The Variance Gamma Process

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This Demonstration shows the path of a variance gamma process, a pure jump process of finite variation, but with infinitely many jumps. This process has been used in option pricing in place of Brownian motion, generally producing answers that agree better with empirical evidence. The process is constructed by means of "Brownian subordination", that is, by evaluating Brownian motion with drift at random times given by a gamma process. There are three basic controls: the volatility and drift of the Brownian motion and the variance of the gamma process. These parameters allow you to control the skewness and kurtosis of the return distribution in addition to mean and variance, as is the case with models based on Brownian motion.


The last control, "range of values", makes it possible to zoom into the process to see the jumps when they are too small to be visible in the default view or when parts of the trajectory lie outside the displayed area.


Contributed by: Andrzej Kozlowski (March 2011)
Open content licensed under CC BY-NC-SA



The variance gamma stochastic process is a three-parameter generalization of the Brownian motion process. It is an example of the finite variation Lévy process. It has infinitely many jumps in any time interval, but only finitely many jumps larger than any given size. Like all finite variation processes, it can be written as the difference of two increasing processes, in this case gamma processes.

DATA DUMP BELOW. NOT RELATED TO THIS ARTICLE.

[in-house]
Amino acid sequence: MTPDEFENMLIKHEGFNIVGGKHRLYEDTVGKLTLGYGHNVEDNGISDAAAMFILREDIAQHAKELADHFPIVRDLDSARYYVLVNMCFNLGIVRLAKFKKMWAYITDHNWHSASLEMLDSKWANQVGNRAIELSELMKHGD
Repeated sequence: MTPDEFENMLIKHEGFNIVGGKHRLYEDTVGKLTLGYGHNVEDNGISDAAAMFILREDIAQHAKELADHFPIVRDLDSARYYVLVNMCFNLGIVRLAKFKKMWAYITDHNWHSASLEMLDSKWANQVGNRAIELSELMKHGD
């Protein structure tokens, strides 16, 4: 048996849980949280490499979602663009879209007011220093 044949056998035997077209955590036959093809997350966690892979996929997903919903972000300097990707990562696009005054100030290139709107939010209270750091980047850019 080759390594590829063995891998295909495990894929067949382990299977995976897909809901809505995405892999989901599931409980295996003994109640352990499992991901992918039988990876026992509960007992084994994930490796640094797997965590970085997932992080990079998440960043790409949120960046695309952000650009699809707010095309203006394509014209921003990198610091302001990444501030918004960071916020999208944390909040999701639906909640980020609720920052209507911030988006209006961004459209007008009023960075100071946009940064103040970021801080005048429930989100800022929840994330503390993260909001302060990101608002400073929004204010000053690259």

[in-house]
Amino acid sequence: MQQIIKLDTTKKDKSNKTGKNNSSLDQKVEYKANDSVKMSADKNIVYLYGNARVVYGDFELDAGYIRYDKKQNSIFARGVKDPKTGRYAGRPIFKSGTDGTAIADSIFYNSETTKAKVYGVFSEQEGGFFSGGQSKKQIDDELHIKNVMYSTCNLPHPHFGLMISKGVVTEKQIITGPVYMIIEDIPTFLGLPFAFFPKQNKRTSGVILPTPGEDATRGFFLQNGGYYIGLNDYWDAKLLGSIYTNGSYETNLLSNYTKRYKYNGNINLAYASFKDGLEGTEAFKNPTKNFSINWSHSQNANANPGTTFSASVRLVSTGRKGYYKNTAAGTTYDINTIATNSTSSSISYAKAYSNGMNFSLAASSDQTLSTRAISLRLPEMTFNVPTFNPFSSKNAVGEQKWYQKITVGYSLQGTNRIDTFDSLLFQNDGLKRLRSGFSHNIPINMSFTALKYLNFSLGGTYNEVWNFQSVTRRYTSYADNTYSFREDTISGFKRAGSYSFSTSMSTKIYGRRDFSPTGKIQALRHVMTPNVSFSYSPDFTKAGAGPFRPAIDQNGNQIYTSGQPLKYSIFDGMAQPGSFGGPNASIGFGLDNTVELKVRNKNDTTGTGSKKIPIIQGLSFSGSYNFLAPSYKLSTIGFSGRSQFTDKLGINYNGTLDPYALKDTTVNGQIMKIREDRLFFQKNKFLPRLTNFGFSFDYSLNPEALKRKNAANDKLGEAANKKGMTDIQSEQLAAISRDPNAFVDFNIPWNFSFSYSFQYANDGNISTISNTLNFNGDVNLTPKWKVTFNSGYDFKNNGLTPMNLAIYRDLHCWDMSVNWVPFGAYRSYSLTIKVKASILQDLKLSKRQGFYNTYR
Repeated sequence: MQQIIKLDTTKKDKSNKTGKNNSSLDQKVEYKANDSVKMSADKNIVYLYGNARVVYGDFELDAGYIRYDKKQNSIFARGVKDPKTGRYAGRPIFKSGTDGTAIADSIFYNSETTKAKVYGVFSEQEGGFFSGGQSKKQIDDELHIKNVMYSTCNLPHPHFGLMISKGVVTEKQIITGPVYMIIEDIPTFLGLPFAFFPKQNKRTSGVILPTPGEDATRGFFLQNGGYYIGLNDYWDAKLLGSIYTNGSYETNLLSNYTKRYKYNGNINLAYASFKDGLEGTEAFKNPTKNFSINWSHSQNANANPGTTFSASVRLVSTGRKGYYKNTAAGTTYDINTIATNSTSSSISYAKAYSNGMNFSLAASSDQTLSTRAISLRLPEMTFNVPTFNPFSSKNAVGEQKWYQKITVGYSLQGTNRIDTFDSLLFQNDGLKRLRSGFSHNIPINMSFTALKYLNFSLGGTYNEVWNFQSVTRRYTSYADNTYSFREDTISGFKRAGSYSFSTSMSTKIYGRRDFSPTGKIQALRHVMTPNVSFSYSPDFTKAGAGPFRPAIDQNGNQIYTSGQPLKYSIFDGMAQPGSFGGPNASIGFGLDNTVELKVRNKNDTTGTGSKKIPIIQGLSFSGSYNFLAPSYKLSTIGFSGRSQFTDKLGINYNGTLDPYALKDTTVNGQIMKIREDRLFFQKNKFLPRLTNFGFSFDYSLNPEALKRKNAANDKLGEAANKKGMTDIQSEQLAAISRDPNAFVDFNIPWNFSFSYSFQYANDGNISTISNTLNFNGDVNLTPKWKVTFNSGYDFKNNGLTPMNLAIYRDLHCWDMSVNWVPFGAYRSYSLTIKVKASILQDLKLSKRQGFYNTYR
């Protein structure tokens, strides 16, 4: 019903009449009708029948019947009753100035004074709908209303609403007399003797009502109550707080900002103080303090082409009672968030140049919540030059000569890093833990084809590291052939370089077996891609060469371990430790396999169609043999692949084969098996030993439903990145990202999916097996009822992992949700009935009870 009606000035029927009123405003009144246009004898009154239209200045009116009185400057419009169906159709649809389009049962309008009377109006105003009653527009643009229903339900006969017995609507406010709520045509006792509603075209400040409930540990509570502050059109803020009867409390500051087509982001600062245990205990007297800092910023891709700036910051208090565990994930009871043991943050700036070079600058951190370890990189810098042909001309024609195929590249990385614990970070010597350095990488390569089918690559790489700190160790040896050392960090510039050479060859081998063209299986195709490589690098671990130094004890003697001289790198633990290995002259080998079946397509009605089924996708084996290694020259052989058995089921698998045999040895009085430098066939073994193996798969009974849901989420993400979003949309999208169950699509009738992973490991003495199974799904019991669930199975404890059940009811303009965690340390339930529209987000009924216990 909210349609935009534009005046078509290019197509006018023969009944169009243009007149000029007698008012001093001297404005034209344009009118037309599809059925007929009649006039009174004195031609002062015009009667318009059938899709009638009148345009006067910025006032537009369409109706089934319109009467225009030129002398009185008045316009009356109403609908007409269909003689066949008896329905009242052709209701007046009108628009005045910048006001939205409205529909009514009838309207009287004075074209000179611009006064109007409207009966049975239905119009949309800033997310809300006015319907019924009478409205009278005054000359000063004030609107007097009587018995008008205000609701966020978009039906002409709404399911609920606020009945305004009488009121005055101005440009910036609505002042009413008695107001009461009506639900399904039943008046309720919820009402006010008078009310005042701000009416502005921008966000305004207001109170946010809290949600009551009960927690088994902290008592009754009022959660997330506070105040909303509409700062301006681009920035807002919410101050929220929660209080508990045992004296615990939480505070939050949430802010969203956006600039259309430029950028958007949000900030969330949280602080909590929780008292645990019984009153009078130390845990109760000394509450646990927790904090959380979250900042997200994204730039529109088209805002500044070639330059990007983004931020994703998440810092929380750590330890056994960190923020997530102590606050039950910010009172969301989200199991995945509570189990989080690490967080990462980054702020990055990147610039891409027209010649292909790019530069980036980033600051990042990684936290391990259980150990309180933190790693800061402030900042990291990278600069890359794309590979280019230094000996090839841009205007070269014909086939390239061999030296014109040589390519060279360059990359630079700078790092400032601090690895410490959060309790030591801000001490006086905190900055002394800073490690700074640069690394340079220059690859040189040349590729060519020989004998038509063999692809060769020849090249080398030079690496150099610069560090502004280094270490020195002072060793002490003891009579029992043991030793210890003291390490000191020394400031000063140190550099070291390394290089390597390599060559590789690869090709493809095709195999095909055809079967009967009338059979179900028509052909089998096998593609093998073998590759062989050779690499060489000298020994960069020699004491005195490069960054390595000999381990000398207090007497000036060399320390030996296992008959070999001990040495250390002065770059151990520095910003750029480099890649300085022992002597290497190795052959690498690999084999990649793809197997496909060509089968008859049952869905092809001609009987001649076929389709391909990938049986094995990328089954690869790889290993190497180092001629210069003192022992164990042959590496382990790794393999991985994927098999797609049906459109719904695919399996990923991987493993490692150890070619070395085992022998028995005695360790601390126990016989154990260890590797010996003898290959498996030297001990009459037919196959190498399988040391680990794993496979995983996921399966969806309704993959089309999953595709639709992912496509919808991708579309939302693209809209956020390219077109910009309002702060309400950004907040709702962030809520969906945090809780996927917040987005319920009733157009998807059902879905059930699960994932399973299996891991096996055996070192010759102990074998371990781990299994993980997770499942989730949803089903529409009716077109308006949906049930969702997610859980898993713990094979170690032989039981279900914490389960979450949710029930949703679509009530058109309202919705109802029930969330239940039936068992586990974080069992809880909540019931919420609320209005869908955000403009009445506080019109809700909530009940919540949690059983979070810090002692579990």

The variance gamma process was introduced into option pricing by Madan and Seneta [1] and generalized by Madan, Carr, and Chang [2]. Explicit formulas for European style options can be given, generalizing the Black–Scholes formulas. The model has been shown to perform better than the Black–Scholes model under the "historical approach" [3].

[1] D. B. Madan and E. Seneta, "The Variance Gamma Process (V.G.) Model for Share Market Returns," Journal of Business 63(4) pp. 511-524.

[2] D. B. Madan, P. P. Carr, and E. C. Chang, "The Variance Gamma Process and Option Pricing," European Finance Review 2(1), 1998 pp. 79-105.

[3] K. Lam, E. Chang, and M. C. Lee, "An Empirical Test of the Variance Gamma Option Pricing Model," Pacific Basin Finance Journal 10(3), 2002 pp. 267-285.

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